In my adult life, whenever I find myself in a spiritual wasteland (a frequent occurrence during this extended COVID19 season), I am prone to quote a line from Arrested Development classic Tennessee.
“Lord...But I am still thirsty”
Such is the enduring legacy of this early example of Hip-Hop fusion. Over 25 years later, a lament about systemic racial oppression is as relevant as ever in diverse contexts. The group’s first single stateside, it was written after frontman, Todd ‘Speech’ Thomas, lost his brother and grandmother within the space of a week. The southern state was where he had last seen them both.
For those growing up in the UK, our introduction to the world of AD was via their breakthrough top-10 hit, People Everyday. The Family Stone reference and feel-good ambiance might initially belie the content around a violent altercation between culturally divergent African-Americans. Other unforgettable tunes followed such as the haunting Mr Wendal, about an elderly rough-sleeper.
Arrested Development’s early 90s emergence was at the tail-end of the conscious, flower-power Hip-Hop era; pioneered by acts such as Queen Latifah, De La Soul and A Tribe Called Quest. AD’s entrance on the scene also coincided with the rise of Tha Dogg Pound and West-Coast G-funk, although a world apart.
I recall having a conversation in my early secondary school days with a fellow melanated classmate. Seeing her as far more au fait on the music front, I was disappointed when she objected to Arrested Development being classified as rap.
‘They’re not really Hip-Hop’ she countered, with no malice ‘More like easy-listening’.
Speech and his heterogenous musical clan were never going to be edgy enough for purists, yet they were avant-garde in their own manner. The Georgia collective helped put Southern Hip-Hop on the map long before Outkast, Master P, Nelly and the like. Speech
’s rap/singing hybrid was unique at the time; preceding Bone, Thugs ’N’ Harmony. The only other artists arguably doing anything similar in the early 90s was The Pharcyde. And maybe The Fugees.
Admittedly, appreciation aside, my knowledge of AD’s back-catalogue is patchy at best. Apart from the odd notification of a Jazz Café performance or news of Speech’s shows in the Far East, I’ve been largely ignorant of his oeuvre post the mid-90s Marvin Gaye tribute.
Yet the Grammy-winning, dreadlocked maestro has been keeping busy for the best part of the past three decades. Last month he released his new solo project Expansion.
Beginning as a series of 2020 EP releases, it is a fully fledged album with fresh material and 2021 remixes. Opening track, A Different World, brings things right up to date with ref
erence to the madness taking place on 6 January at Capitol Hill and 400 years of racial injustice, by way of the titular Cosby Show 90-spin off.
A solidly enjoyable listen front to back, Speech stays true to the style for which he has made his name. The record is however, firmly situated in the 21st Century. With the exception of the of-its-time reggaeton Dance Alone, Expansion should hold up to scrutiny years from now.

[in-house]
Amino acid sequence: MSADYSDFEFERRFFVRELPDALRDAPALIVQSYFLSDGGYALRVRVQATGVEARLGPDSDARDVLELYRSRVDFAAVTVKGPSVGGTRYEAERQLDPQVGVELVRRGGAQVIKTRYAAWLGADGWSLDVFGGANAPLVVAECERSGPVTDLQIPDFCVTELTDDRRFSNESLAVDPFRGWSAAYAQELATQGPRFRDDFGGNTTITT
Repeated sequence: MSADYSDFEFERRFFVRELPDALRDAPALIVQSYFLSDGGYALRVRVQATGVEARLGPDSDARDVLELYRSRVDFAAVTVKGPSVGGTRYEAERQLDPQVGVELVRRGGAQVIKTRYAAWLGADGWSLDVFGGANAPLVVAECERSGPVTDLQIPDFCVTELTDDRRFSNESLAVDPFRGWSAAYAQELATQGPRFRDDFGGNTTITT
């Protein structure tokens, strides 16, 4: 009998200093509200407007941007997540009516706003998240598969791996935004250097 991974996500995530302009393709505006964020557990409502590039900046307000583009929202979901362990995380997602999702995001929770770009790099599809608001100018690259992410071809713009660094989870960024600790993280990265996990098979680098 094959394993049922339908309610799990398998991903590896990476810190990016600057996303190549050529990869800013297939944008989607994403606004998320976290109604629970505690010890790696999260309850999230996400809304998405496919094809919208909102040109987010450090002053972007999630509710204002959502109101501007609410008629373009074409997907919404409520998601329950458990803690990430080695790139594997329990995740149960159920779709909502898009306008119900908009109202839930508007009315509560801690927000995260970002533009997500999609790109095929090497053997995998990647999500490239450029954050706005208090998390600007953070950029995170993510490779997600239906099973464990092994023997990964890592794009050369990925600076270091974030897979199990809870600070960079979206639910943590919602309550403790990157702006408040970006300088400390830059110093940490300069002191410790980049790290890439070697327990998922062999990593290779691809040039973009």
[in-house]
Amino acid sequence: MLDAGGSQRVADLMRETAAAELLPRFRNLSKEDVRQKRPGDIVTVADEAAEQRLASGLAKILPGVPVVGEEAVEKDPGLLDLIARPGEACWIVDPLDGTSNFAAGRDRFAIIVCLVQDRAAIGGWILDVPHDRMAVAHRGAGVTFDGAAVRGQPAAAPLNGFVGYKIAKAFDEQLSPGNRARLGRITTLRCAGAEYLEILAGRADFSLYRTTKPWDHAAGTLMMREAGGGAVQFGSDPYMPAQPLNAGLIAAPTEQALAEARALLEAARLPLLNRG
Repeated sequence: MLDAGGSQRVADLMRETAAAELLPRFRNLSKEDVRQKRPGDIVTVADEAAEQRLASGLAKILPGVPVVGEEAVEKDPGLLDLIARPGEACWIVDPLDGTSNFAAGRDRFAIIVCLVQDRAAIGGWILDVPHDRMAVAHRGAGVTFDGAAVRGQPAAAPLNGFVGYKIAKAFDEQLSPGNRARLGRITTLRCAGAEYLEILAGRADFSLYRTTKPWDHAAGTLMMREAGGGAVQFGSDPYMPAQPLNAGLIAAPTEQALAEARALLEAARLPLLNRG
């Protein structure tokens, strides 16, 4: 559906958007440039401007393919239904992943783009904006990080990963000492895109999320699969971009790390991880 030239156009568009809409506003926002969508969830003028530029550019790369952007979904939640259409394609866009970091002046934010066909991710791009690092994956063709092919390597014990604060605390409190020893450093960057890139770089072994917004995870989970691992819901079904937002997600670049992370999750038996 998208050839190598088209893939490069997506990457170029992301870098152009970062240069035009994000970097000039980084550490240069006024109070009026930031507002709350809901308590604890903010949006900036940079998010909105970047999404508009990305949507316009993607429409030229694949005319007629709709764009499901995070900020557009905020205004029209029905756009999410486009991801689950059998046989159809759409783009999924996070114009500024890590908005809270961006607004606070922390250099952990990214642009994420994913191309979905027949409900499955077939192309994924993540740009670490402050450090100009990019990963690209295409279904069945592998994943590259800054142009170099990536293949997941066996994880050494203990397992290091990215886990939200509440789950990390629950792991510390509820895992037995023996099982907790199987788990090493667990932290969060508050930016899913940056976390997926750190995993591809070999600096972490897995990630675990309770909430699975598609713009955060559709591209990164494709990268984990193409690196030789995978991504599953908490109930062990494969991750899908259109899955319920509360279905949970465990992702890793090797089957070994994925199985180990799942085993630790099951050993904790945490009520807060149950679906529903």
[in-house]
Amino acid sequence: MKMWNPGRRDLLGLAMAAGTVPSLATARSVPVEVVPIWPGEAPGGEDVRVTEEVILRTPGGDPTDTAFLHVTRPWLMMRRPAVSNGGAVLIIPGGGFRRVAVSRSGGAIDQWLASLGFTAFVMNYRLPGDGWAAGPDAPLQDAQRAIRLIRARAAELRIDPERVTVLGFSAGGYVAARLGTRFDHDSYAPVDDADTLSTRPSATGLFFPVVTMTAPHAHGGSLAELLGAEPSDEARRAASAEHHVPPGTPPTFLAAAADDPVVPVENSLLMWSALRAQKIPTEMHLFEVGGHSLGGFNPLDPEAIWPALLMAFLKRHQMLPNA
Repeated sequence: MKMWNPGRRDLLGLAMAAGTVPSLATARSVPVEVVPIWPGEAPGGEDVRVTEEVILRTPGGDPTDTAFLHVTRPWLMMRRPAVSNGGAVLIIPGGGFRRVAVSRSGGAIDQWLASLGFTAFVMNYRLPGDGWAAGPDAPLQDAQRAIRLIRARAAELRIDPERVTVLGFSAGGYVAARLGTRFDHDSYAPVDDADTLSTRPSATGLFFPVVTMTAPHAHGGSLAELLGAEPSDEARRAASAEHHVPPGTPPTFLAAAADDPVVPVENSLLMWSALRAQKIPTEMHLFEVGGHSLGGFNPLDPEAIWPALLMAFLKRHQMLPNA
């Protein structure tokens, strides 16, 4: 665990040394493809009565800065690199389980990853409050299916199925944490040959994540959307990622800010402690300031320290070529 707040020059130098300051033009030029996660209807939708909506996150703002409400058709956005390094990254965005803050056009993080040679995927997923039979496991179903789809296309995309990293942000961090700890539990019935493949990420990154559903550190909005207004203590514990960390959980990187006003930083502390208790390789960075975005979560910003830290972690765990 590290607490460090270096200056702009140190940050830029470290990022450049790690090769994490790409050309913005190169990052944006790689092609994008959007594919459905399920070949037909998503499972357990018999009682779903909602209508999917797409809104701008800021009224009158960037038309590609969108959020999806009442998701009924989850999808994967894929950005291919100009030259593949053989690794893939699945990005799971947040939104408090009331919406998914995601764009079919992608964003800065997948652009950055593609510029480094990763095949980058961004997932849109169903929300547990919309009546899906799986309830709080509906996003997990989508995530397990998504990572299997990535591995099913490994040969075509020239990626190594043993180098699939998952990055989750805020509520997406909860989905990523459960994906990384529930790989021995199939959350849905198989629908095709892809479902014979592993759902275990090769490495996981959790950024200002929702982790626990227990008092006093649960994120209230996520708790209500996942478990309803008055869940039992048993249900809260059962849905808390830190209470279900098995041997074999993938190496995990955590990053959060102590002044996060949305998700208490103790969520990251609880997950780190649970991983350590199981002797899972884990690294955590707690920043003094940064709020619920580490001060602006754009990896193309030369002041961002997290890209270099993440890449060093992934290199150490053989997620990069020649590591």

The strong contemporary feel is largely thanks to fresh blood. You could be forgiven for mistaking this as a Speech presents…project. He doesn’t even feature on the artwork, so willing is he to give the floor to the next generation such as angel-voiced songstresses like Ke’Andra, (the defiant and atmospheric Do It) and young MCs such as Rambo (title-track, What Eva) and MRK SX (the superb Get Me). Not forgetting outstanding remixes courtesy of producer Configa; Seeing for the First Time the most notable of the lot.
Amidst the socio-politically conscious lyrics for which he’s known (we’d
have it no other way), Expansion often finds Speech in a wistful mood. For a number of reasons, the most attention-grabbing of his romantic fare is infectious dance-floor filler Virgin (feat. Chris Acosta, Twan Mack & Rambo). In his opening bars Speech rues,
'…Sometimes to make love, sex just gets in the way
Sometimes to have sex, love is burned at the stake…'
This ode to faith-based celibacy is somewhat gendered, with references to the 'high skirts and low morals' of the average female groupie, that this woman is not. As if the male artists are mere innocents. Moreover, it’s hard to imagine a man being commended as enthusiastically by his peers for a similar lifestyle choice. The boyfriend also overstates his willingness to respect her wishes…
'...We don’t have to go there if you don’t want to. In fact, I’m okay if you don’t want to…'.
Really? How good of you.
It’s nonetheless refreshing to hear a non-Gospel rap tune speak positively of abstinence.
Expansion also has room for self-deprecating humour. Funkin’ Great is the excellent, tongue-in-cheek homage to Speech’s on/off group, with a guest appearance from the old gang. This transatlantic collabo features some delightfully dexterous rhymes by UK wordsmith, Otis Mensah.
'I bet you thought Drake invented melody, but this precedes you...' he chides those ignorant of AD’s seminal contribution to a staple of modern Hip-Hop.
With Speech’s veteran status and its almost-every-track-could-be-a-single quality, Expansion is worthy of far more attention than it has garnered up to date. Still, the year is young.